HomeConnectivitySales of outdoor lighting poles and indoor lighting controls to jump 50% and 5%

Sales of outdoor lighting poles and indoor lighting controls to jump 50% and 5%

Annual deployments of new smart poles for street lighting, featuring sensors and connectivity, willl increase at a compound rate of more than 50 per cent per year, from just 600 initial installations in 2019 to 22,000 in 2028, according to analyst company Navigant Research.

At the same time, Navigant Research said global revenue from in-building lighting controls, in commercial real estate, will increase at a compund rate of 5.4 per cent per year in the period to 2028.

The high forecasts for smart poles is down to the novelty of the hardware innovation, to combine smart technologies with lighting in new street poles. Smart controls for in-building lighting are reasonably well established already, with renovations and new-build projects.

Both outdoor lighting infrastructure and indoor lighting controls – along with related hardware, software, and services – will show significant growth in the period, said Navigant Research. The company has produced new reports on both smart poles and lighting controls in commercial buildings.

Both markets are being driven by the business case (twinned with the environmental case) for LED lighting, bringing cost and energy savings to cities and real estate owners. The building sector, which contributes around 40 per cent of global carbon emissions, also faces regulation around clean energy targets.

Smart poles come with a connection to the electricity grid and a physical location along streets, making them an attractive host for mobile broadband small cells, including 5G small cells, as well as public wi-fi access points.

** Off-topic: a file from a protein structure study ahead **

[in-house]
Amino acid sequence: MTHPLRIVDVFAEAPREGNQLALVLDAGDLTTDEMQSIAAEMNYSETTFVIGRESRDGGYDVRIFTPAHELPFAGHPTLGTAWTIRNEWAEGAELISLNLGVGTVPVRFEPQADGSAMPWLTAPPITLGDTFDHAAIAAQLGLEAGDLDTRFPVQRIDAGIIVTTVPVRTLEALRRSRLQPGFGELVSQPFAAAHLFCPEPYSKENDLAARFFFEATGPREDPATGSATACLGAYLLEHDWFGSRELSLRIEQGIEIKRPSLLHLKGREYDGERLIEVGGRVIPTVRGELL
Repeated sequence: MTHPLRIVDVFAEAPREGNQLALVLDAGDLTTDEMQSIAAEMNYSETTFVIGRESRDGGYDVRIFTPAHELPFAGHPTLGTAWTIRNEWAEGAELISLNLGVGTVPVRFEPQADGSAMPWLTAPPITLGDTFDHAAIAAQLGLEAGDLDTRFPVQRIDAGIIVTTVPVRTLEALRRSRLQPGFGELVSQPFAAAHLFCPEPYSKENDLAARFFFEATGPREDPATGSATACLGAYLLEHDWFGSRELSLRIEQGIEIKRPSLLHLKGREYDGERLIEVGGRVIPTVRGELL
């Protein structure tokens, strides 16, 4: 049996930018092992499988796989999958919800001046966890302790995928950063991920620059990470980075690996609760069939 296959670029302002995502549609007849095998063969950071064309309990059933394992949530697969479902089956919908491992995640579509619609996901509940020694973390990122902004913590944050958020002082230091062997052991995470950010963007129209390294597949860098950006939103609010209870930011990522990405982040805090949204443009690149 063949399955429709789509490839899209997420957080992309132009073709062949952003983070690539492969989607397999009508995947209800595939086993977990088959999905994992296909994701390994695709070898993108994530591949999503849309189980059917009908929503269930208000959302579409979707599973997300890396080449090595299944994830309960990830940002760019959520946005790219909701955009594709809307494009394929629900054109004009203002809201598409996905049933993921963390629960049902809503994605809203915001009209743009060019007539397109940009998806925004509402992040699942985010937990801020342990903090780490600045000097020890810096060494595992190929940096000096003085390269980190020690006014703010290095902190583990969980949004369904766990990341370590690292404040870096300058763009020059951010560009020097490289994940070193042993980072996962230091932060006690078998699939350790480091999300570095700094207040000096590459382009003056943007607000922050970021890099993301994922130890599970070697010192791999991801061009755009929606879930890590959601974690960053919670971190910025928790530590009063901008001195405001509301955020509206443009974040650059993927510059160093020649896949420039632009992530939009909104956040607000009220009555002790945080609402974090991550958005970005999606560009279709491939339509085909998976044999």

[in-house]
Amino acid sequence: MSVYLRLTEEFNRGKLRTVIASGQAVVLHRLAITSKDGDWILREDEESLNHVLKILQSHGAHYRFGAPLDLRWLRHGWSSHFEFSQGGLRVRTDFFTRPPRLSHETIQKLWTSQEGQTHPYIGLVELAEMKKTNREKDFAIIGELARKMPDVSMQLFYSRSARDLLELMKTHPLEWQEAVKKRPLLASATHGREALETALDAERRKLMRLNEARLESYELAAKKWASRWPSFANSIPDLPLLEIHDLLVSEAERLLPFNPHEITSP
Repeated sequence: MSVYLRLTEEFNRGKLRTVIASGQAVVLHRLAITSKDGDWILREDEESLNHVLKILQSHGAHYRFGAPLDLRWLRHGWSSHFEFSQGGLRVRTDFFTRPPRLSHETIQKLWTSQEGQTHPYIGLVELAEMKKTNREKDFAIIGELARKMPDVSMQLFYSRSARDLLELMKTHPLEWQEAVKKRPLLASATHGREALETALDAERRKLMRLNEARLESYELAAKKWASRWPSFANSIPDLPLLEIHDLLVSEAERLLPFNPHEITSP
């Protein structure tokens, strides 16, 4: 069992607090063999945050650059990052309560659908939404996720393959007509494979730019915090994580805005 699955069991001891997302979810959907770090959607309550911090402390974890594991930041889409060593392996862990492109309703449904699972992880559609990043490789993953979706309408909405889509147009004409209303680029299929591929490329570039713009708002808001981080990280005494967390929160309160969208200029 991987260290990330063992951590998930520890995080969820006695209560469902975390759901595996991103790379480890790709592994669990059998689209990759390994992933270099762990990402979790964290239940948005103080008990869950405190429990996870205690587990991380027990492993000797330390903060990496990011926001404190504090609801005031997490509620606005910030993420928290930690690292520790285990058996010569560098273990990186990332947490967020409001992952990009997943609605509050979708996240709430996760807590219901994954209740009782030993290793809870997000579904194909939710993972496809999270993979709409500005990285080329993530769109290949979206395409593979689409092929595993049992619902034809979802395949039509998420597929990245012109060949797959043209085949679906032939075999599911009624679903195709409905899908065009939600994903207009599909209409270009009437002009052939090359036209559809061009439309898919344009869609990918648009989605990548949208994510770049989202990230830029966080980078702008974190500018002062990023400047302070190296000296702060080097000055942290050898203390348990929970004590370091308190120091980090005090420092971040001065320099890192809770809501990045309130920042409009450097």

The standard arithmetic says smart street lighting delivers a 70-75 per cent reduction in energy costs, with 50 per cent achieved just by switching to LED (light-emitting diode) bulbs, and a further 20-25 per cent eked out with lighting controls. Payback is pegged at around five years.

The business case for LEDs in both outdoor and indoor scenarios affords their owners and managers the chance to also hang other smart applications off lighting infrastructure, including variously for such things as air-quality monitoring, room occupancy monitoring, environmental cotrols, traffic and pedestrian monitoring, and even such solutions as gun-shot and gully monitoring.

Grant Samms, research analyst at Navigant Research, said: “Though a nascent market, several smart pole drivers have emerged, including current and future needs for public connectivity and cellular network densification. Municipalities are also seeing smart poles as infrastructure that can create new revenue streams and improve public safety by providing charging for electric vehicles, charging for cellular phones, a platform for advertising, and other features.”

Krystal Maxwell, senior research analyst with Navigant Research, commented: “Building codes and the desire and requirements to save energy are helping to push forward the lighting controls market. As controls continue to advance in sophistication, the drive toward increased building data is expected to propel the connected controls market, increasing adoption of all controls.”

The twin reports from Navigant Research break down the smart poles and in-building lighting controls markets by segment and region, and provide forecasts for revenues for each. The in-building report says Asia Pacific will account for roughly half of revenue for lighting controls in 2019 thanks to a large building stock and quick renovation rates.

ABI Research said last year annual revenue from smart street lights will grow at compound annual rate of 31 per cent to reach $1.7 billion in 2026. Juniper Research claims street lighting upgrades will deliver $15 billion in cumulative energy savings for cities in the period to 2023.

Next-generation smart building solutions are forecast to generate over $2 billion in software and services revenues by 2026, according to ABI Research. The market is expected to expand at a compound rate of 32 per cent over the eight years.

Kiva Allgood
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